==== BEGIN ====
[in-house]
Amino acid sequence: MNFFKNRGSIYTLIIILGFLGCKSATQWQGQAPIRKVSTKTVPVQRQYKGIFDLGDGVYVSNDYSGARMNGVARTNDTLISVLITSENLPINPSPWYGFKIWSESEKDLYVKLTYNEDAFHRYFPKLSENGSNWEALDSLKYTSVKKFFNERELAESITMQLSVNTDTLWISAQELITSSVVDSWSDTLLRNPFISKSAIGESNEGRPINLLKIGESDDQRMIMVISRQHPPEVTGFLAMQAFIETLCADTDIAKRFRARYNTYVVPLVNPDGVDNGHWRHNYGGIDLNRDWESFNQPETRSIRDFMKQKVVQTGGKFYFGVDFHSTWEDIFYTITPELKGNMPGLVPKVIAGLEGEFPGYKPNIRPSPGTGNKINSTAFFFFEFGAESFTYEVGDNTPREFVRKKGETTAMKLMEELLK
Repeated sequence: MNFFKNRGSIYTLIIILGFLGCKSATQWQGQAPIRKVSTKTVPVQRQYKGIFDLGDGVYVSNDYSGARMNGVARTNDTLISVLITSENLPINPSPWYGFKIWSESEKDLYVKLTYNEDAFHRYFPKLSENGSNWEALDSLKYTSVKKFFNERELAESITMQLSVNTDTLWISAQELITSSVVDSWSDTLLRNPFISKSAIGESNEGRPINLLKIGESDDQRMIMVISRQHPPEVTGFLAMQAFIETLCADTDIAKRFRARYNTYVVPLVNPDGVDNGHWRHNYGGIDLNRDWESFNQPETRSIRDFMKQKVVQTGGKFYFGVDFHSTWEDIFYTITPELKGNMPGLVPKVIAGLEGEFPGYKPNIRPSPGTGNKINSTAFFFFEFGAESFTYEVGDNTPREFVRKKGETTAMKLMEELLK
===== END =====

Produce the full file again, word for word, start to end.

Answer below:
[in-house]
Amino acid sequence: MNFFKNRGSIYTLIIILGFLGCKSATQWQGQAPIRKVSTKTVPVQRQYKGIFDLGDGVYVSNDYSGARMNGVARTNDTLISVLITSENLPINPSPWYGFKIWSESEKDLYVKLTYNEDAFHRYFPKLSENGSNWEALDSLKYTSVKKFFNERELAESITMQLSVNTDTLWISAQELITSSVVDSWSDTLLRNPFISKSAIGESNEGRPINLLKIGESDDQRMIMVISRQHPPEVTGFLAMQAFIETLCADTDIAKRFRARYNTYVVPLVNPDGVDNGHWRHNYGGIDLNRDWESFNQPETRSIRDFMKQKVVQTGGKFYFGVDFHSTWEDIFYTITPELKGNMPGLVPKVIAGLEGEFPGYKPNIRPSPGTGNKINSTAFFFFEFGAESFTYEVGDNTPREFVRKKGETTAMKLMEELLK
Repeated sequence: MNFFKNRGSIYTLIIILGFLGCKSATQWQGQAPIRKVSTKTVPVQRQYKGIFDLGDGVYVSNDYSGARMNGVARTNDTLISVLITSENLPINPSPWYGFKIWSESEKDLYVKLTYNEDAFHRYFPKLSENGSNWEALDSLKYTSVKKFFNERELAESITMQLSVNTDTLWISAQELITSSVVDSWSDTLLRNPFISKSAIGESNEGRPINLLKIGESDDQRMIMVISRQHPPEVTGFLAMQAFIETLCADTDIAKRFRARYNTYVVPLVNPDGVDNGHWRHNYGGIDLNRDWESFNQPETRSIRDFMKQKVVQTGGKFYFGVDFHSTWEDIFYTITPELKGNMPGLVPKVIAGLEGEFPGYKPNIRPSPGTGNKINSTAFFFFEFGAESFTYEVGDNTPREFVRKKGETTAMKLMEELLK